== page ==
Track listing[edit]

Produced, arranged and performed by Prince and The New Power Generation.
All songs composed by Prince, except where noted.

1."My Name Is Prince"Prince, Tony M.6:36
2."Sexy MF"Prince, Tony M., Levi Seacer, Jr.5:25
3."Love 2 the 9's" 5:45
4."The Morning Papers" 3:57
5."The Max" 4:30
6."Segue" 0:21
7."Blue Light" 4:38
8."I Wanna Melt with U" 3:50
9."Sweet Baby" 4:01
10."The Continental" 5:31
11."Damn U" 4:25
12."Arrogance" 1:35
13."The Flow"Prince, Tony M.2:26
14."7"Prince, Lowell Fulson, Jimmy McCracklin5:13
15."And God Created Woman" 3:18
16."3 Chains o' Gold" 6:03
17."Segue" 1:30
18."The Sacrifice of Victor" 5:41


  • Every use of the pronoun "I" throughout the song titles and liner notes is actually represented by a stylized 'eye' symbol. This symbol is commonly transliterated as "Eye" amongst Prince fans, as "Eye No" and "I Wish U Heaven" both appeared on Lovesexy.

Special editions[edit]

Several editions of this album were released. Early pressings of the album featured an embossed gold love symbol on the jewel case, sometimes matte, sometimes glossy. Later editions feature it printed on the booklet or not present at all. A Special Limited Edition Gold Box CD was released with a purple love symbol engraved in the golden box. One boxed set came with a bonus "Sexy MF" CD single, another with a specially-created CD single of "My Name Is Prince" mixes.

Early configuration[edit]

Below is the early version of the album with all the original segues. Also, "The Sacrifice of Victor" is slightly longer on the early configuration.

  1. "Intro"
  2. "My Name Is Prince"
  3. "Sexy MF"
  4. "Segue"
  5. "Love 2 the 9's"
  6. "The Morning Papers"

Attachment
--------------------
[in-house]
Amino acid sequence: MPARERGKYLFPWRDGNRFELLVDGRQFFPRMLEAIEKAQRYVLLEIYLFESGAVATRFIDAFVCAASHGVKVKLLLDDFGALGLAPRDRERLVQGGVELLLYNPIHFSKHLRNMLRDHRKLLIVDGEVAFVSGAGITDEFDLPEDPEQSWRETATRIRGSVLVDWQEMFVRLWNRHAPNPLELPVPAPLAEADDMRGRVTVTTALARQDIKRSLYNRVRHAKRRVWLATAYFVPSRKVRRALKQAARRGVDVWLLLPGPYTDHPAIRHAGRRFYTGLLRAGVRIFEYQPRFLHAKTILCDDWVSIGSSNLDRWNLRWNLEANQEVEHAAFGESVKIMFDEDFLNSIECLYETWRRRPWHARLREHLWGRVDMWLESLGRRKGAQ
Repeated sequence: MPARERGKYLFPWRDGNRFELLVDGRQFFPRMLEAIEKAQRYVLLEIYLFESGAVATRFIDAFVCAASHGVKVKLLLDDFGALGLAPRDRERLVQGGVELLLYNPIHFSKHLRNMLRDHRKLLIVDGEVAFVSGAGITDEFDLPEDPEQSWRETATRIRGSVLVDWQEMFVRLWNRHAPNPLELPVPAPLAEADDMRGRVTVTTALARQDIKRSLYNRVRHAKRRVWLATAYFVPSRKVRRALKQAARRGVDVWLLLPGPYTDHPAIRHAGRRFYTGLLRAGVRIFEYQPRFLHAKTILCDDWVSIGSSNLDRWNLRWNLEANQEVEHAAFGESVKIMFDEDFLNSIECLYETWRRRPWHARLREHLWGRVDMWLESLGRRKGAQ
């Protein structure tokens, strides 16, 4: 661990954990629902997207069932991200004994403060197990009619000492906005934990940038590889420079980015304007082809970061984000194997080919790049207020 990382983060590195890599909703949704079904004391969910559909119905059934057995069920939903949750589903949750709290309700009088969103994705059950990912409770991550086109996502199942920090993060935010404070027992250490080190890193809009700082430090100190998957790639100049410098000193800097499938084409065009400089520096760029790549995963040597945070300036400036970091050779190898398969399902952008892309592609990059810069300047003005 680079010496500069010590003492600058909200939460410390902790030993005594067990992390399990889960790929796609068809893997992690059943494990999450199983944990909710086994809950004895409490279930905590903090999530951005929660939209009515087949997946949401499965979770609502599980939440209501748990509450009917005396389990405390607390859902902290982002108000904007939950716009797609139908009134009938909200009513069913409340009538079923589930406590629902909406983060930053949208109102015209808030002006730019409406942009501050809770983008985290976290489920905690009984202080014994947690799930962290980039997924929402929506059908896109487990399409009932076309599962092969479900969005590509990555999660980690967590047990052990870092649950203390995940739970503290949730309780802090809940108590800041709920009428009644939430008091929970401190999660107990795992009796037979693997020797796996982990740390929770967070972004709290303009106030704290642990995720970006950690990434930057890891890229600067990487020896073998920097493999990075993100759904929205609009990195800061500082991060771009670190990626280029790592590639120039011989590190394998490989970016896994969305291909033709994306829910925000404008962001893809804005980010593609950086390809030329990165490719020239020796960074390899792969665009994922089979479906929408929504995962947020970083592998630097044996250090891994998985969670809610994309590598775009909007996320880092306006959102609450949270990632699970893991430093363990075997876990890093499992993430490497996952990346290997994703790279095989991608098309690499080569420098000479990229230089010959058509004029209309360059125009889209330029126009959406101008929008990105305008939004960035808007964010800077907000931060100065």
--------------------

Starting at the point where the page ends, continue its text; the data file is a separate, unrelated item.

7. "The Max"
  8. "Segue"
  9. "Blue Light"
  10. "Segue"
  11. "Sweet Baby"
  12. "Segue"
  13. "The Continental"
  14. "Damn U"
  15. "Segue"
  16. "Arrogance"
  17. "The Flow"
  18. "Segue"
  19. "7"
  20. "Segue"
  21. "And God Created Woman"
  22. "3 Chains o' Gold"
  23. "Segue"
  24. "The Sacrifice of Victor"


Prince and The New Power Generation

Additional personnel

  • Carmen Electra – guest rap on "The Continental"
  • The Steeles (Jevetta, Jearlyn, JD and Fred Steele) – backing vocals on "The Sacrifice of Victor"
  • Kirstie Alley plays frustrated reporter Vanessa Bartholomew in the two included segue tracks
  • Eric Leeds – saxophone on "Blue Light"
  • Michael Koppelman – bass on "Blue Light"
  • DJ Graves – scratching
  • Mike Nelson, Brian Gallagher, and Steve Strand – horns
  • Airiq Anest – programming
  • Clare Fischer – string arrangements


  • Arranged by Prince and The New Power Generation
  • Produced by Prince and The New Power Generation; additional production by Keith Cohen; additional production on "I Wanna Melt with You" by George Black; strings produced by Clare Fischer
  • Recorded by Michael Koppelman, Dave Friedlander, Steve Noonan, Ray Hahnfeldt and Brian Poer; strings recorded by Larry Mann; Kirstie Alley's voice recorded by Peter Arata
  • Mixed by Keith Cohen, Michael Koppelman, Tom Garneau, Bob Rosa and Steve Beltran; additional mixing by Dave Aron, Airiq Anest, Steve Durkee, Biran Poer, Steve Noonan and Ray Hahnfeldt
  • Mastered by Brian Gardner and Steve Noonan


  • All songs published by Controversy Music/WB Music Corp.; except:
    • Track 1 (Copyright NPG Music/Michael Anthony Music), track 15 (NPG Music)
    • Track 12 (Controversy Music/WB Music Corp; contains a sample of "I Know You Got Soul" by Eric B. & Rakim which is published by Songs of Polygram International Inc./Robert Hill Music; contains a sample of "Jazz It Up" originally by C.F.M. Band and also a sample of "Niggaz 4 Life" by N.W.A; copyright Ruthless Attack Muzik/Sony Songs/Bridgeport Music).
    • Track 14 published by Controversy Music; additional publishing by Powerforce Music/Budget Music; sample of "Tramp" by Lowell Fulsom published by Blues Interactions, Inc.



Chart (1992) Peak
Australian Albums (ARIA)[15] 1
Austrian Albums (Ö3 Austria)[16] 1
Dutch Albums (MegaCharts)[17] 6
German Albums (Offizielle Top 100)[18] 5
New Zealand Albums (RMNZ)[19] 4
Norwegian Albums (VG-lista)[20] 10
Swedish Albums (Sverigetopplistan)[21] 10